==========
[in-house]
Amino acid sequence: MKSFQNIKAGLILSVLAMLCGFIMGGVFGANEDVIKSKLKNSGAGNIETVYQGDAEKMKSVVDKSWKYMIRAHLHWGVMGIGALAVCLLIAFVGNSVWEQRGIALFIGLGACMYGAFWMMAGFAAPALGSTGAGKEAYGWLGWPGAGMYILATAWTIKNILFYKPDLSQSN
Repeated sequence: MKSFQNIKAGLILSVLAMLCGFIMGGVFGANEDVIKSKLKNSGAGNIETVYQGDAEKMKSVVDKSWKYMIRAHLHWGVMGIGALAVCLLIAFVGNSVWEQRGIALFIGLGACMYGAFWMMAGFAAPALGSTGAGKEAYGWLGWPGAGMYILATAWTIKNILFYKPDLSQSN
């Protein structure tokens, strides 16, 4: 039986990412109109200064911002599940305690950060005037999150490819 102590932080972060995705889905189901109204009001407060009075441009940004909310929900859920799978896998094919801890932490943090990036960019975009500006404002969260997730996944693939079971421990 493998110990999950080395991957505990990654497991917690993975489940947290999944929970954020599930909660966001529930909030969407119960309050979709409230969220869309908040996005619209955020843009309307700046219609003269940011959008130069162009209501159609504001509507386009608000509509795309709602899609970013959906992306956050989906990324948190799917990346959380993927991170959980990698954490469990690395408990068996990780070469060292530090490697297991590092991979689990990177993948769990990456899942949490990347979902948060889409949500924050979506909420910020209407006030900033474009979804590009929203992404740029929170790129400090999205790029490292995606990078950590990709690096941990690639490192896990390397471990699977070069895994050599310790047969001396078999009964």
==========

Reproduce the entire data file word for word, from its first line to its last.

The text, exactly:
[in-house]
Amino acid sequence: MKSFQNIKAGLILSVLAMLCGFIMGGVFGANEDVIKSKLKNSGAGNIETVYQGDAEKMKSVVDKSWKYMIRAHLHWGVMGIGALAVCLLIAFVGNSVWEQRGIALFIGLGACMYGAFWMMAGFAAPALGSTGAGKEAYGWLGWPGAGMYILATAWTIKNILFYKPDLSQSN
Repeated sequence: MKSFQNIKAGLILSVLAMLCGFIMGGVFGANEDVIKSKLKNSGAGNIETVYQGDAEKMKSVVDKSWKYMIRAHLHWGVMGIGALAVCLLIAFVGNSVWEQRGIALFIGLGACMYGAFWMMAGFAAPALGSTGAGKEAYGWLGWPGAGMYILATAWTIKNILFYKPDLSQSN
């Protein structure tokens, strides 16, 4: 039986990412109109200064911002599940305690950060005037999150490819 102590932080972060995705889905189901109204009001407060009075441009940004909310929900859920799978896998094919801890932490943090990036960019975009500006404002969260997730996944693939079971421990 493998110990999950080395991957505990990654497991917690993975489940947290999944929970954020599930909660966001529930909030969407119960309050979709409230969220869309908040996005619209955020843009309307700046219609003269940011959008130069162009209501159609504001509507386009608000509509795309709602899609970013959906992306956050989906990324948190799917990346959380993927991170959980990698954490469990690395408990068996990780070469060292530090490697297991590092991979689990990177993948769990990456899942949490990347979902948060889409949500924050979506909420910020209407006030900033474009979804590009929203992404740029929170790129400090999205790029490292995606990078950590990709690096941990690639490192896990390397471990699977070069895994050599310790047969001396078999009964």